Two Law Firms Sued Over DEI Programs After Affirmative Action Overturned


The American Alliance for Equal Rights, a non-profit whose stated purpose is to challenge race and ethnicity-based preferences, is suing the southern U.S.-based offices of two international law firms for their diversity fellowships after the Supreme Court outlawed affirmative action.

Key Facts

The AAER alleges Morrison and Foerster LLP, an international law firm with a Miami office, and Perkins Coie LLP, another international firm with a Dallas location, are both violating the Civil Rights Act of 1866 with their fellowships for law students.

Though unnamed, the filing against Perkins Coie mentions an alliance member—identified as a white, non-disabled, heterosexual, first-year male law student who wants to support diversity, equity and inclusion efforts when he enters the legal realm—whom the filing states is interested in applying to Perkins Coie’s 1L and 2L fellowships, but is harmed by the policies.

The Morrison and Foerster filing mentions another unnamed AAER member who is identified as a white, heterosexual male law school student who it states is interested in working in the firm’s Miami office through the Wetmore fellowship.

Among other forms of relief, AAER is calling for an order to stop all aforementioned fellowships, alter their requirements to be race-neutral and redo applications and fellow selection in a race-neutral manner if necessary.

Forbes reached out to Edward Jay Blum, the president of AAER, Morrison and Foerster and Perkins Coie for comment.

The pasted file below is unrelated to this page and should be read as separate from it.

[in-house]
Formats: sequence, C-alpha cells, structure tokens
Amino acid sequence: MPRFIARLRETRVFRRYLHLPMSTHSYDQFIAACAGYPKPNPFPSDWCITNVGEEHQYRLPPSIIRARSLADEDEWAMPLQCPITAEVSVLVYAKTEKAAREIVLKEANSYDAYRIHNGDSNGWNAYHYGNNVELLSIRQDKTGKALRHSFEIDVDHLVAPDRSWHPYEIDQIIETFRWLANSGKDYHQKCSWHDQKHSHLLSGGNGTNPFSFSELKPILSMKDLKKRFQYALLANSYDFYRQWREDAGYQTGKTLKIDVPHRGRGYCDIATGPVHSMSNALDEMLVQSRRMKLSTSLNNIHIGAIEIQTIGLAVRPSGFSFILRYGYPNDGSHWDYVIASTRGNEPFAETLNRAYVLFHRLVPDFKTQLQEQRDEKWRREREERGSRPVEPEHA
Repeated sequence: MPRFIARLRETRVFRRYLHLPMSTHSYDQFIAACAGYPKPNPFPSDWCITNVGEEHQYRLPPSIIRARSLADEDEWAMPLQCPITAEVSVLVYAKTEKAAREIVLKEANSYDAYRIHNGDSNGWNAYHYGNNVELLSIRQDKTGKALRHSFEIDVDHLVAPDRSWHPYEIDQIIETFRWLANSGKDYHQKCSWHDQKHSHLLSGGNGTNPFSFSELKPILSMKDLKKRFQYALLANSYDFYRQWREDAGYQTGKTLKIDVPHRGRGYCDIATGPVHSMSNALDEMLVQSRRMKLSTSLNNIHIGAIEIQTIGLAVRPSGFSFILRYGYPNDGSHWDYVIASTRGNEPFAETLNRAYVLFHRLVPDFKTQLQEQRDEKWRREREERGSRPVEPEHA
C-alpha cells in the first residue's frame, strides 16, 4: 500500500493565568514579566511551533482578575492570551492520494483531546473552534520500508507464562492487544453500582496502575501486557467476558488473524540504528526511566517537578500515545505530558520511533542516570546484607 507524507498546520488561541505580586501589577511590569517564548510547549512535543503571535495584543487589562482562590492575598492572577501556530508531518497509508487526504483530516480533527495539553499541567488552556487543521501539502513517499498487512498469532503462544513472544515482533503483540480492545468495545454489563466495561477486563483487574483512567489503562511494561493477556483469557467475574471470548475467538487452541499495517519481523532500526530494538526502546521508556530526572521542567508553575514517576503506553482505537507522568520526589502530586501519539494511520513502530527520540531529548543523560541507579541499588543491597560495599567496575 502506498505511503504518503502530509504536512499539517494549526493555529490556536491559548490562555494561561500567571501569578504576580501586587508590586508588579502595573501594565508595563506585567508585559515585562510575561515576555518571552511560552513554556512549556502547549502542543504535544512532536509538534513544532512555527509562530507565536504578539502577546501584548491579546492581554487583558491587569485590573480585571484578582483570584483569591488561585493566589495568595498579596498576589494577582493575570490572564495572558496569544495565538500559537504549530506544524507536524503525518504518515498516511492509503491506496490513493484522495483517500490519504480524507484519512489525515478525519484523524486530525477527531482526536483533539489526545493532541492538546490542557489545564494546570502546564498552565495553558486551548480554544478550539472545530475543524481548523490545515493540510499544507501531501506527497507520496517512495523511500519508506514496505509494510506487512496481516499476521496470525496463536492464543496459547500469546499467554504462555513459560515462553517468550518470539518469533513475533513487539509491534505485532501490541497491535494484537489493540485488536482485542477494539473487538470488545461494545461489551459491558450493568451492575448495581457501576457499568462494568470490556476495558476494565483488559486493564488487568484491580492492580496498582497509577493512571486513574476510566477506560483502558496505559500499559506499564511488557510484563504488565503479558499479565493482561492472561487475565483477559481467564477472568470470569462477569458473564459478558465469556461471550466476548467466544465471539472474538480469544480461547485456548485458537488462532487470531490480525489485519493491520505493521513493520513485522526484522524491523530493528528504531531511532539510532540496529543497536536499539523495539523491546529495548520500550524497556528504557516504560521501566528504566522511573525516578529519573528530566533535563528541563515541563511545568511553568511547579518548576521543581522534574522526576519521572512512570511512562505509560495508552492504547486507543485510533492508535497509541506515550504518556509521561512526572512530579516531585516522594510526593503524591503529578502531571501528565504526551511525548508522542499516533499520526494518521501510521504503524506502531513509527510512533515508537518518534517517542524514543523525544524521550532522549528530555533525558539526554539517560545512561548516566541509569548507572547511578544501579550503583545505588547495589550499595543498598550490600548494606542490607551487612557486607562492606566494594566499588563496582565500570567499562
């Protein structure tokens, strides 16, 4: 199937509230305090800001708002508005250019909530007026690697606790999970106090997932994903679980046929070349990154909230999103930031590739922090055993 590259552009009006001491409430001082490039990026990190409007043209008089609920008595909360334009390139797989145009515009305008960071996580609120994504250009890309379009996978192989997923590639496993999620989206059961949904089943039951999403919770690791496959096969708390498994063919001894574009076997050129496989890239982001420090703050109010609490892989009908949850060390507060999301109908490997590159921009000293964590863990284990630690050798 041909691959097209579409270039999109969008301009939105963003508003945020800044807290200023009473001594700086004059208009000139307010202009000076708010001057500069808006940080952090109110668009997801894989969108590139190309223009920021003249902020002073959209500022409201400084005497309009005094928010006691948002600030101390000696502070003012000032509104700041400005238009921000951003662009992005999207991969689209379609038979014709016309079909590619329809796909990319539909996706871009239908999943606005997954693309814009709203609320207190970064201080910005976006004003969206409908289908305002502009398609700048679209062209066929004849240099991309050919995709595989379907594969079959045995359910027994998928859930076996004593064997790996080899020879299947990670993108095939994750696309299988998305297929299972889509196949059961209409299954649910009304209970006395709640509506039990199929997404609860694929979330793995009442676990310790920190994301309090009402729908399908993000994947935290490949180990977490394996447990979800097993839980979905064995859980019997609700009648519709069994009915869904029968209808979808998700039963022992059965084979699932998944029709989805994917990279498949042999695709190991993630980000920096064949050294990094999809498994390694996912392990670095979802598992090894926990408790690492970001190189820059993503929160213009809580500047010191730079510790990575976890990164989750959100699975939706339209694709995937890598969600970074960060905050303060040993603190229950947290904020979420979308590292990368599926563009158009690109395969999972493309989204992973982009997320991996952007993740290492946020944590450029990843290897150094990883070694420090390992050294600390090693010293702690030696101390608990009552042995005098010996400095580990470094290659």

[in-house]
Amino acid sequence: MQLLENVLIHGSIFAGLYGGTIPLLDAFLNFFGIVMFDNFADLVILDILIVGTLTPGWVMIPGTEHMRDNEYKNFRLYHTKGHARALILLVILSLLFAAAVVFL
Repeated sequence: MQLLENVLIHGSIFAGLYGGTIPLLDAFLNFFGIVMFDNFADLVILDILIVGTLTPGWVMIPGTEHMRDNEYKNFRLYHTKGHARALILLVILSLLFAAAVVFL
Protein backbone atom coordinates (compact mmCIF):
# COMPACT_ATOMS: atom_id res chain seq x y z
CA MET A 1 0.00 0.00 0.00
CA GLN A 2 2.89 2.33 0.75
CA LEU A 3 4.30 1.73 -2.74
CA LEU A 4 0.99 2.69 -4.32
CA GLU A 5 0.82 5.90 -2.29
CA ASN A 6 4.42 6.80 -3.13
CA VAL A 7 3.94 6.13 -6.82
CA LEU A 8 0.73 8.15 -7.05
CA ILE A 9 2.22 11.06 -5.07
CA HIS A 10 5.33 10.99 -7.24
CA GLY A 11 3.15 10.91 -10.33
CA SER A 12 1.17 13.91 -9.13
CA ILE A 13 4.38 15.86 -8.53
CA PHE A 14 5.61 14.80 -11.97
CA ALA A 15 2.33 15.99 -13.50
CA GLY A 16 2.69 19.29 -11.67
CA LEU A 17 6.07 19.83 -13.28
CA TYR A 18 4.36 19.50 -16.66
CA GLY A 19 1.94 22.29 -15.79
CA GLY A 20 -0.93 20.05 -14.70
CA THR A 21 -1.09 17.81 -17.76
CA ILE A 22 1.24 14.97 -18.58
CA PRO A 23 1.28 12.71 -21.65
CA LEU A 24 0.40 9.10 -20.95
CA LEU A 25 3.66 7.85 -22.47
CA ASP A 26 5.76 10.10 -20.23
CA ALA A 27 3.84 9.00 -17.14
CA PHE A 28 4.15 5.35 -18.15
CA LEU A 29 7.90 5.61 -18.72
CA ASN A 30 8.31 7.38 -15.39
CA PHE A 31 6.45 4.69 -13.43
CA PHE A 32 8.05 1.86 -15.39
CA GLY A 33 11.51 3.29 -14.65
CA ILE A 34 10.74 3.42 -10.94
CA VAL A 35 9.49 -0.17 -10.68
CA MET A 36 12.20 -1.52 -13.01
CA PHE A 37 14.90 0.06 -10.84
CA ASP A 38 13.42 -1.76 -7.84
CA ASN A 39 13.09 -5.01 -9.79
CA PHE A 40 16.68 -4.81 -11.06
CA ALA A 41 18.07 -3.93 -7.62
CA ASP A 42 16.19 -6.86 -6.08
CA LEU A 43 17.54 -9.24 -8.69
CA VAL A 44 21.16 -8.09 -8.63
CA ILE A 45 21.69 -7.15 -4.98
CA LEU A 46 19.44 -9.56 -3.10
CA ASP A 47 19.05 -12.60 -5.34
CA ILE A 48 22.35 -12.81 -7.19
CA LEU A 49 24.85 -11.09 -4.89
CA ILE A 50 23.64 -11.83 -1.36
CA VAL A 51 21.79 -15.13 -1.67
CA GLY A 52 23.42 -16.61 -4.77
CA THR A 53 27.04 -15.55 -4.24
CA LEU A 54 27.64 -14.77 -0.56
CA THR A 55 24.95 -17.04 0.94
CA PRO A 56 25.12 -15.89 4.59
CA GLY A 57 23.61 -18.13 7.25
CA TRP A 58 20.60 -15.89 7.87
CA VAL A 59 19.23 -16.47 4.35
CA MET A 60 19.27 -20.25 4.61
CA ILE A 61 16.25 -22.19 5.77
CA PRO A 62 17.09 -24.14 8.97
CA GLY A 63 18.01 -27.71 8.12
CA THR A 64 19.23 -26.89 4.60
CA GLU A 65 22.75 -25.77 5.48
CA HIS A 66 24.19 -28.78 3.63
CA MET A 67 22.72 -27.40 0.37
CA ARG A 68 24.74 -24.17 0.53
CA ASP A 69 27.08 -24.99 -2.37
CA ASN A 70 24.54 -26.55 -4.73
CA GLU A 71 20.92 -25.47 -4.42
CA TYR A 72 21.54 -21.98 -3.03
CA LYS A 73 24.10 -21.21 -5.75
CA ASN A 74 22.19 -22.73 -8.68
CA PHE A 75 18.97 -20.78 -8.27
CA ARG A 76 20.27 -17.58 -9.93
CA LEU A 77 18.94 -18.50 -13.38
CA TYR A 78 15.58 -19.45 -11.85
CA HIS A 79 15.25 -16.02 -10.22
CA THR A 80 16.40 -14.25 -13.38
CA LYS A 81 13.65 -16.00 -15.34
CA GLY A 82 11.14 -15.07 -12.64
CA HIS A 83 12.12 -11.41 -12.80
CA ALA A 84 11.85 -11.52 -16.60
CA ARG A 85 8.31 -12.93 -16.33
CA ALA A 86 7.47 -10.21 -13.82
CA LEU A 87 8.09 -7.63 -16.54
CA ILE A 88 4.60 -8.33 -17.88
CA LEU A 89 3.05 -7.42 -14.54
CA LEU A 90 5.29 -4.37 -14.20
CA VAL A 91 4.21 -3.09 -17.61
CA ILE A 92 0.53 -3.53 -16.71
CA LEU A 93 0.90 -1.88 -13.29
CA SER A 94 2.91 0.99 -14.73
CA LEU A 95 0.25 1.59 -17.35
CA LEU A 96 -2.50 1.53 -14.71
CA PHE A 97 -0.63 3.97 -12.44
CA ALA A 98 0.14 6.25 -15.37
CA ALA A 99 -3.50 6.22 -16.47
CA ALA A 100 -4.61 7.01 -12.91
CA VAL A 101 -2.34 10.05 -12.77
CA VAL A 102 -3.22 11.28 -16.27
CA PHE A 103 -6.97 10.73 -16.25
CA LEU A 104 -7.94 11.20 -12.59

Surprising Fact

Morrison and Foerster received a Chambers Diversity and Inclusion Award for Outstanding Firm for Diversity this year. Perkins Coie received a Mansfield 5.0 Certification Plus from Diversity Labs, a system that measures the diversity of law firms, last year with an incoming associate class that was considered 83% diverse.

Key Background

The purpose of the Civil Rights Act of 1866 was “to protect all persons in the United States in their civil rights, and furnish the means of their vindication.” The lawsuit is arguing on the basis of Section 1981 that prohibits “discrimination on the basis of race, color, and ethnicity when making and enforcing contracts.” The Wetmore fellowship has had 136 fellows—all of whom have been rewarded $25,000 stipends. At Perkins Coie, diversity fellows receive paid summer associate positions and a $15,000 stipend each year they participate in the fellowship and a $10,000 award if they work for the firm upon graduating law school. Both unnamed members cite the prestige of the firms and monetary payment of the fellowships as reasons for wanting to apply, as the filings state they are interested in gaining work experience and money to help them pay for expenses.


The lawsuit comes after the Supreme Court outlawed affirmative action, or race as a factor, in college admissions this past June. The case that provoked this was a lawsuit from the Students for Fair Admissions against the University of North Carolina and Harvard. The AAER member in the Morrison and Foerster filing formerly attended an Ivy League college, though the filing does not confirm which one.

Further Reading

Supreme Court Gets Rid Of Affirmative Action In College Admissions (Forbes)

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